Coincidentally, it's a TV set at home in Texarkana that Julie says has been her family's biggest change. Home life otherwise hasn't seen huge alterations.
The Middlebrooks' were always the family of 6-foot tall people in Texarkana. Even Julie is close to the mark, if not over it. Lacey, who's a Division I college softball player and Will were always in the local paper due to their athletic prowess. Because Julie and Tom have both worked in several school districts, people know them, too. Will's subsequent fame hasn't made for any higher profile for the family around town.
"We live such linear lives at home," Julie said. "Everything's pretty much the same for us except the children are not in the home anymore. Occasionally, when we finally got DirecTV and NESN and we'd seen him on TV all the time, we were like, 'Wow.' … The biggest impact it's made on our lives is we got a really nice big television."
While Lacey is similar to Will in her athletic pursuits, Mary Frances has taken a different route. She's living in Texas, taking art classes. The free bird of the family, if you will.
"She prefers to live life a lot more low key," Julie said. "She's not competitive like the other two. I used to joke that she was my breath of fresh air and the other two would look at me and frown."
In a way that many rookies don't, Middlebrooks endeared himself to teammates last year, including veterans. Julie explained that as a function of everything he was involved with as a child. He is a coach's son. He played on travel ball teams with kids sometimes four years older than him.
"When he was a year old, Tom took him to the field house," Julie said. "Didn't come back, didn't come back, didn't come back. They were doing something with equipment and uniforms and Will went off in another room and he had tried to pick up a shot put. And of course it rolled over on his finger and he was stuck until they found him. Bringing him back with this smashed finger. He's been around men and coaching and sports all his life."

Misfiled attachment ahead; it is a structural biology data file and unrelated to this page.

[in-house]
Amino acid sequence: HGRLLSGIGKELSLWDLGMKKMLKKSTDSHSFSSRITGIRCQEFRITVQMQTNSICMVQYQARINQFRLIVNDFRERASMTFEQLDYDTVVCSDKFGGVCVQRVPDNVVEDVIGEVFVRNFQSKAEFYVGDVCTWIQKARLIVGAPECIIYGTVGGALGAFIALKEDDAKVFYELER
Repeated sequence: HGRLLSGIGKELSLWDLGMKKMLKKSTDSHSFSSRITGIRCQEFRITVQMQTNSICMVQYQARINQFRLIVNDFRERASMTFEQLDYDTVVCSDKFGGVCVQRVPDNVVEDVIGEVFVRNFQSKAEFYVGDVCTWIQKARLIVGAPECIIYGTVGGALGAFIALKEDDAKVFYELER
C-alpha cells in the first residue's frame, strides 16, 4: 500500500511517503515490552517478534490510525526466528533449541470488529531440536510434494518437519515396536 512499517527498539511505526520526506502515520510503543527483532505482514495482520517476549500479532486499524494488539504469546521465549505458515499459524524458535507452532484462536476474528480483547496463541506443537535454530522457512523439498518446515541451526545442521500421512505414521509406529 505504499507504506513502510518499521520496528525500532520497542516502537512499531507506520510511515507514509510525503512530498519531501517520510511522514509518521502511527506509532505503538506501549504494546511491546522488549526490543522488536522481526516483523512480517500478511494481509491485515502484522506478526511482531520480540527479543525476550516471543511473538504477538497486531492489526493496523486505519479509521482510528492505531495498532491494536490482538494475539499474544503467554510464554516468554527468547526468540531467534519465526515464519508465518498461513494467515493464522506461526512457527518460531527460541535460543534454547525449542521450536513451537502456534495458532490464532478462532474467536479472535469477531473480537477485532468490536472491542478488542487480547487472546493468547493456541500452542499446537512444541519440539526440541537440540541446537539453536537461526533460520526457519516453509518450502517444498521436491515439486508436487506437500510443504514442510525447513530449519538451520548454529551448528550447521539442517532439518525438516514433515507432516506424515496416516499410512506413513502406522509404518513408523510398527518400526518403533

Julie's Catholic upbringing leaves pride as a word she won't use, but it may be the most accurate summation of how she feels today about Will. The initial shock of seeing him in the Majors, of telling co-workers on last-second notice that she wouldn't be in school for a week -- that whirlwind has subsided.
But the Middlebrooks' remain thrilled, and nearly the same as they were.
"That initial feeling has a lot of shock in it," Julie said. "Now it's just kind of, gosh, I don't even know how describe it. ... I always tell my kids I want to see you content. And content includes all the highs and lows. And I don't want to you to stagnate. Keep treading. Keep moving. And there's a lot of joy for him.
"I don't know, sometimes we're a little bit in awe. I think, 'Wow, this is what he always wanted to do, he's doing it.' But Lacey's doing the same thing. She's headed in a direction and Mary is working on her art and I think something's going to grab her at some point. It's hard to describe how I feel. I just like to see him. I always joke, I'll pat him on the arm, and say you know, 'Sometimes, I just have to feel you.'"